Guest post by Cooper Elling
Dried beans and rice are a staple topic of discussion on this site because we’re all interested in knowing about food that has a long shelf life period and can be stored in bulk. Well I’m here to tell you about a dried food that has a shelf life comparable to rice and with even more nutritional value than brown rice. This is a food you’ll most certainly be interested in incorporating into your survival plans and into everyday life.
What Is It?
Quinoa, pronounced Keen-Wah, is this magical food and to give you a great basic introduction I think Wikipedia states it best when they say this “… amazing food source was of great nutritional importance in pre-Columbian Andean civilizations. In contemporary times, this crop has become highly appreciated for its nutritional value, as its protein content is very high (12%–18%). Unlike wheat or rice (which are low in lysine), and like oats, quinoa contains a balanced set of essential amino acids for humans, making it an unusually complete protein source among plant foods. It is a good source of dietary fiber and phosphorus and is high in magnesium and iron. Quinoa is gluten-free and considered easy to digest. Because of all these characteristics, quinoa is being considered a possible crop in NASA’s Controlled Ecological Life Support System for long-duration manned spaceflights.”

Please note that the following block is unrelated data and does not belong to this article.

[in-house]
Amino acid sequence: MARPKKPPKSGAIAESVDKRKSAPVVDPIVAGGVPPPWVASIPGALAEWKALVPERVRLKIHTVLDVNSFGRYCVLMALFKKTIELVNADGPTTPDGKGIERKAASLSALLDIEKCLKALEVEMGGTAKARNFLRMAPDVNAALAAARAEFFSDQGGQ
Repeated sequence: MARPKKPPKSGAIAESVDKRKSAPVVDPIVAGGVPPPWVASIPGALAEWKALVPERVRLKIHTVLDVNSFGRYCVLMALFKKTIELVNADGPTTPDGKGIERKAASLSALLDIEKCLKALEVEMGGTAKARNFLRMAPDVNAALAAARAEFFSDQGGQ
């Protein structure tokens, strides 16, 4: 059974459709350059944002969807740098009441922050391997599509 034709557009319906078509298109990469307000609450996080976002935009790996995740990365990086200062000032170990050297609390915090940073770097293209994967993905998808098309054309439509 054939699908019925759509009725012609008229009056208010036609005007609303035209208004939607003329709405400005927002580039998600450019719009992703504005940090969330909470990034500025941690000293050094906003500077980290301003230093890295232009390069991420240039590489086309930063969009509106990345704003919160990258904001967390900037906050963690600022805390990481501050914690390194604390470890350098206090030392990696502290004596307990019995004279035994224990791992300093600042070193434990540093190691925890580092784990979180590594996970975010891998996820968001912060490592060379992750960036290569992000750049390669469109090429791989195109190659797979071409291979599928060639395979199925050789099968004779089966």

Why Do I Like It?
I came across Quinoa because of my girlfriend. She used to be a vegetarian and is very nutritionally aware and was always looking for ways to be healthier. Knowing that her vegetarian diet was lower in protein, she discovered Quinoa as an amazing addition to her diet for its complete protein and amino acid boost compared to alternatives such as brown rice. Quinoa actually has almost double the amount of protein and double the amount of dietary fiber when compared to brown rice, which is quite impressive.
How Do I Serve It?
If you purchase processed Quinoa in the store it will only need a quick rinse, whereas a less processed version will need more soaking beforehand to remove the bitter outer casing called the Saponin. We typically use Quinoa the same way that we would use rice; it’s almost a direct substitute. Mix 2 cups water or stock with 1 cup of Quinoa and bring to a boil before lowering to a simmer. The final product has a mild flavor and is a delicious base for stir-fry, vegetables or whatever your fancy may be.
What’s Not To Like?
There isn’t too much more I have to add on the topic. I am not an expert on the food source, but thought the readers of this blog would be very interested to read the basics I’ve provided in this article and do a little investigation of their own into this “super food.” It tastes great, stores well, and has fantastic nutritional value. What else do you need?
About the Author
Note from Angela: Quinoa can be purchased in local health food stores or online from companies like Thrive Life.